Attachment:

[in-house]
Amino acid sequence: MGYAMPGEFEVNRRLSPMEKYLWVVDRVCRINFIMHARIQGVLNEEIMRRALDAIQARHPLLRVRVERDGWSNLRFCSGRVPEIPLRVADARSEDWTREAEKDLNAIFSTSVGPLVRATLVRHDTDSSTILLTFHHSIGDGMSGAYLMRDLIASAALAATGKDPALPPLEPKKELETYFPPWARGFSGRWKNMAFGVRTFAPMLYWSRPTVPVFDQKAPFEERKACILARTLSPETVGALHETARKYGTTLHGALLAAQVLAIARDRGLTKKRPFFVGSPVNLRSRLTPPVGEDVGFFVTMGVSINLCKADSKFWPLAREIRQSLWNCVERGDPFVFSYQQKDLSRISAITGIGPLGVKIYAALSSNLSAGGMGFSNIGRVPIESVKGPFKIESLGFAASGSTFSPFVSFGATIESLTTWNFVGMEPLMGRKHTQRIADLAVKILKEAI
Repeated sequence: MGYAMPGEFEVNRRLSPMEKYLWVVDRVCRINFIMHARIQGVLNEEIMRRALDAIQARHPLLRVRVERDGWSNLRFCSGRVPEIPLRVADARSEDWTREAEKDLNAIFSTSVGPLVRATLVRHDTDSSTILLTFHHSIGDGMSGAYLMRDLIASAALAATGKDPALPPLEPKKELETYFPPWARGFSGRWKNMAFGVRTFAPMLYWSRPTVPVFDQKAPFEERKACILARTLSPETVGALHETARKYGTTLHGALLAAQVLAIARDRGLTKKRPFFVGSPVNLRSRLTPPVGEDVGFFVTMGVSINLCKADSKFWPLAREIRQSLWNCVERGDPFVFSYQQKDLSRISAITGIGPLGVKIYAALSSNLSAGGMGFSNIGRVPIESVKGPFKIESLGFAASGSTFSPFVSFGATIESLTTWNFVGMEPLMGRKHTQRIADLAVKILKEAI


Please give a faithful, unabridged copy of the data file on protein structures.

[in-house]
Amino acid sequence: MGYAMPGEFEVNRRLSPMEKYLWVVDRVCRINFIMHARIQGVLNEEIMRRALDAIQARHPLLRVRVERDGWSNLRFCSGRVPEIPLRVADARSEDWTREAEKDLNAIFSTSVGPLVRATLVRHDTDSSTILLTFHHSIGDGMSGAYLMRDLIASAALAATGKDPALPPLEPKKELETYFPPWARGFSGRWKNMAFGVRTFAPMLYWSRPTVPVFDQKAPFEERKACILARTLSPETVGALHETARKYGTTLHGALLAAQVLAIARDRGLTKKRPFFVGSPVNLRSRLTPPVGEDVGFFVTMGVSINLCKADSKFWPLAREIRQSLWNCVERGDPFVFSYQQKDLSRISAITGIGPLGVKIYAALSSNLSAGGMGFSNIGRVPIESVKGPFKIESLGFAASGSTFSPFVSFGATIESLTTWNFVGMEPLMGRKHTQRIADLAVKILKEAI
Repeated sequence: MGYAMPGEFEVNRRLSPMEKYLWVVDRVCRINFIMHARIQGVLNEEIMRRALDAIQARHPLLRVRVERDGWSNLRFCSGRVPEIPLRVADARSEDWTREAEKDLNAIFSTSVGPLVRATLVRHDTDSSTILLTFHHSIGDGMSGAYLMRDLIASAALAATGKDPALPPLEPKKELETYFPPWARGFSGRWKNMAFGVRTFAPMLYWSRPTVPVFDQKAPFEERKACILARTLSPETVGALHETARKYGTTLHGALLAAQVLAIARDRGLTKKRPFFVGSPVNLRSRLTPPVGEDVGFFVTMGVSINLCKADSKFWPLAREIRQSLWNCVERGDPFVFSYQQKDLSRISAITGIGPLGVKIYAALSSNLSAGGMGFSNIGRVPIESVKGPFKIESLGFAASGSTFSPFVSFGATIESLTTWNFVGMEPLMGRKHTQRIADLAVKILKEAI